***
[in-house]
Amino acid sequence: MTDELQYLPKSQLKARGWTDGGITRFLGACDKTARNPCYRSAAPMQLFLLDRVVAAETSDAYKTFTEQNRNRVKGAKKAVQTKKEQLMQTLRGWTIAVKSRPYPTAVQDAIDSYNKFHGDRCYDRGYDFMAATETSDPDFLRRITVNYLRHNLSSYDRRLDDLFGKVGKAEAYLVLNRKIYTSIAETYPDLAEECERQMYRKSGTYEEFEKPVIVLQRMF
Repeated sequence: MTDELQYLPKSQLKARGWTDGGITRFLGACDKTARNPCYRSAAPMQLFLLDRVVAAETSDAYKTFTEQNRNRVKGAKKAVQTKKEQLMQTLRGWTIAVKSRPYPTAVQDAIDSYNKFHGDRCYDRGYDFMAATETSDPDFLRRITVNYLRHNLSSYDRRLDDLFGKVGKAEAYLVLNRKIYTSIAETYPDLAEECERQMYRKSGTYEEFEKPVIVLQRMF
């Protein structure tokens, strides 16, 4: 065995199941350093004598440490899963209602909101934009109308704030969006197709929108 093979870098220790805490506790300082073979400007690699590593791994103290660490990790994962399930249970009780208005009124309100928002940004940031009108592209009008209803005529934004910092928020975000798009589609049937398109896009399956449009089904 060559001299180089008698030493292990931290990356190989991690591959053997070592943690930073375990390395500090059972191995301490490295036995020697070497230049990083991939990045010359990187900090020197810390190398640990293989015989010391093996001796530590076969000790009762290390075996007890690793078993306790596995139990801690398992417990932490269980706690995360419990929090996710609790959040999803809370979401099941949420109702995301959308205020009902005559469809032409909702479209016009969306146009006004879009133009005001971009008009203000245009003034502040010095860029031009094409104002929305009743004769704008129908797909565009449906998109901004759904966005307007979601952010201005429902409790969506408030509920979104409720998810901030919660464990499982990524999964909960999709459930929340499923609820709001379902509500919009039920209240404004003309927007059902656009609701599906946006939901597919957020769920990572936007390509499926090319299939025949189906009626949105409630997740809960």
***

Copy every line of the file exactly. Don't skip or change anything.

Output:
[in-house]
Amino acid sequence: MTDELQYLPKSQLKARGWTDGGITRFLGACDKTARNPCYRSAAPMQLFLLDRVVAAETSDAYKTFTEQNRNRVKGAKKAVQTKKEQLMQTLRGWTIAVKSRPYPTAVQDAIDSYNKFHGDRCYDRGYDFMAATETSDPDFLRRITVNYLRHNLSSYDRRLDDLFGKVGKAEAYLVLNRKIYTSIAETYPDLAEECERQMYRKSGTYEEFEKPVIVLQRMF
Repeated sequence: MTDELQYLPKSQLKARGWTDGGITRFLGACDKTARNPCYRSAAPMQLFLLDRVVAAETSDAYKTFTEQNRNRVKGAKKAVQTKKEQLMQTLRGWTIAVKSRPYPTAVQDAIDSYNKFHGDRCYDRGYDFMAATETSDPDFLRRITVNYLRHNLSSYDRRLDDLFGKVGKAEAYLVLNRKIYTSIAETYPDLAEECERQMYRKSGTYEEFEKPVIVLQRMF
């Protein structure tokens, strides 16, 4: 065995199941350093004598440490899963209602909101934009109308704030969006197709929108 093979870098220790805490506790300082073979400007690699590593791994103290660490990790994962399930249970009780208005009124309100928002940004940031009108592209009008209803005529934004910092928020975000798009589609049937398109896009399956449009089904 060559001299180089008698030493292990931290990356190989991690591959053997070592943690930073375990390395500090059972191995301490490295036995020697070497230049990083991939990045010359990187900090020197810390190398640990293989015989010391093996001796530590076969000790009762290390075996007890690793078993306790596995139990801690398992417990932490269980706690995360419990929090996710609790959040999803809370979401099941949420109702995301959308205020009902005559469809032409909702479209016009969306146009006004879009133009005001971009008009203000245009003034502040010095860029031009094409104002929305009743004769704008129908797909565009449906998109901004759904966005307007979601952010201005429902409790969506408030509920979104409720998810901030919660464990499982990524999964909960999709459930929340499923609820709001379902509500919009039920209240404004003309927007059902656009609701599906946006939901597919957020769920990572936007390509499926090319299939025949189906009626949105409630997740809960």